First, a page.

U.S. state oversight of small investment advisers takes effect; exams and enforcement loom

June 28, 2012

By Jason Wallace

SAN DIEGO/NEW YORK, June 28 (Thomson Reuters Accelus) – A long anticipated and well-publicized deadline for “the switch” is here. According to recent estimates, 2,500 investment advisers with less than $100 million of regulatory assets under management will make the switch from the U.S. Securities and Exchange Commission oversight to registration and in one or more states, with the prospect of more frequent exams and vigorous enforcement.
Today’s deadline requires the firm to be registered in the applicable states and withdraw its SEC registration by the end of the day. Although the proverbial switch has been pulled, the regulatory changes have just begun. Newly transitioned mid-sized advisers will now face an imminent regulatory exam and be required to comply with unique state compliance requirements.The switch is a product of the Dodd-Frank regulatory overhaul and has been in the works for approximately two years. The switch could be considered one of the biggest changes for the advisory regulatory landscape in the last 15 years. The states will now be responsible for approximately 17,000 advisory firms, with the SEC regulating approximately 10,000.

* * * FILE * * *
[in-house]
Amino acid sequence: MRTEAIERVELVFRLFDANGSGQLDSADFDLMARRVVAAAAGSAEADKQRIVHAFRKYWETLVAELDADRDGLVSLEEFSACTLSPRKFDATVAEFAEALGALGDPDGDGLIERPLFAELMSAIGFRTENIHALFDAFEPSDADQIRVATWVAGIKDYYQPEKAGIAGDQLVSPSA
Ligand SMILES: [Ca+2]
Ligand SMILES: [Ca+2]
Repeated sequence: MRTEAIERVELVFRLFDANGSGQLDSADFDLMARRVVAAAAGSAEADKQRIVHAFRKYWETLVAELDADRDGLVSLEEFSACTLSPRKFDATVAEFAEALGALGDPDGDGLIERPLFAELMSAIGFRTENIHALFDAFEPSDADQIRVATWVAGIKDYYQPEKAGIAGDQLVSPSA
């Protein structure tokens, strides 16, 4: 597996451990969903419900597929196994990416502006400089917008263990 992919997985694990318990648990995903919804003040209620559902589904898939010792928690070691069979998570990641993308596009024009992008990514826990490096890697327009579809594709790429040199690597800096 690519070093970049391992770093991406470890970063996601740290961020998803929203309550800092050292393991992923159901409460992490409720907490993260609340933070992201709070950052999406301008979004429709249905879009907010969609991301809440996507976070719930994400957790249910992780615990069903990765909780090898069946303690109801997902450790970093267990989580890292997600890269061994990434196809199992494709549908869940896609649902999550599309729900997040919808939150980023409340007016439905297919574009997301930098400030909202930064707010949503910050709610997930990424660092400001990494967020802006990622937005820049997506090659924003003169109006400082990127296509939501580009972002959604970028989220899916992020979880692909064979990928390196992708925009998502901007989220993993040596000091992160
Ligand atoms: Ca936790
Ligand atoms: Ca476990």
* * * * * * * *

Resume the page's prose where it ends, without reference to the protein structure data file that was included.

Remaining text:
The states have not been shy in touting their record when it comes to prosecution of securities violations. State securities regulators in 2010 conducted more than 7,000 investigations, leading to nearly 3,500 enforcement actions, including more than 1,100 criminal actions, John Morgan, the Securities Commissioner of Texas, told Congress earlier this month. The numbers suggest that the state regulators are up to the job and, according to Morgan, “states have been preparing for this switch for two years and look forward to accepting the increased regulatory oversight of mid-sized investment advisers.”

State exam cycles

The states also have also been busy on the examination front. According to a North American Securities Administrators Association’s (NASAA) 2010 survey, virtually all states conduct routine or non-cause on-site examinations and the vast majority (89%) of them conduct these exams on a formal cyclical basis. Approximately one-half of the states completing examinations in reoccurring 1-3 year cycles with the remaining half falling within the 3-6 year range. These examinations are often initiated within the first two years of a firm’s registration, enabling the states to institute a strong culture of compliance from the beginning.